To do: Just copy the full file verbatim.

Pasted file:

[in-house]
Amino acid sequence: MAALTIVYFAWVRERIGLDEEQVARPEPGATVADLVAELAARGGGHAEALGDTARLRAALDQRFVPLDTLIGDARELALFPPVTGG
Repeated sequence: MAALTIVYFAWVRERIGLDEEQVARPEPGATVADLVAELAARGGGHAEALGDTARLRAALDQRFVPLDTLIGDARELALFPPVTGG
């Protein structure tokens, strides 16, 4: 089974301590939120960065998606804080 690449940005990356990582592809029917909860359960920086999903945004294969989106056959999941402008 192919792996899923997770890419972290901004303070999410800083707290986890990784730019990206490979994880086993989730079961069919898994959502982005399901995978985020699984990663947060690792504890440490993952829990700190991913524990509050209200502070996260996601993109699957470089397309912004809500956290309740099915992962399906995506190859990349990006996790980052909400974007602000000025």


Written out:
[in-house]
Amino acid sequence: MAALTIVYFAWVRERIGLDEEQVARPEPGATVADLVAELAARGGGHAEALGDTARLRAALDQRFVPLDTLIGDARELALFPPVTGG
Repeated sequence: MAALTIVYFAWVRERIGLDEEQVARPEPGATVADLVAELAARGGGHAEALGDTARLRAALDQRFVPLDTLIGDARELALFPPVTGG
């Protein structure tokens, strides 16, 4: 089974301590939120960065998606804080 690449940005990356990582592809029917909860359960920086999903945004294969989106056959999941402008 192919792996899923997770890419972290901004303070999410800083707290986890990784730019990206490979994880086993989730079961069919898994959502982005399901995978985020699984990663947060690792504890440490993952829990700190991913524990509050209200502070996260996601993109699957470089397309912004809500956290309740099915992962399906995506190859990349990006996790980052909400974007602000000025």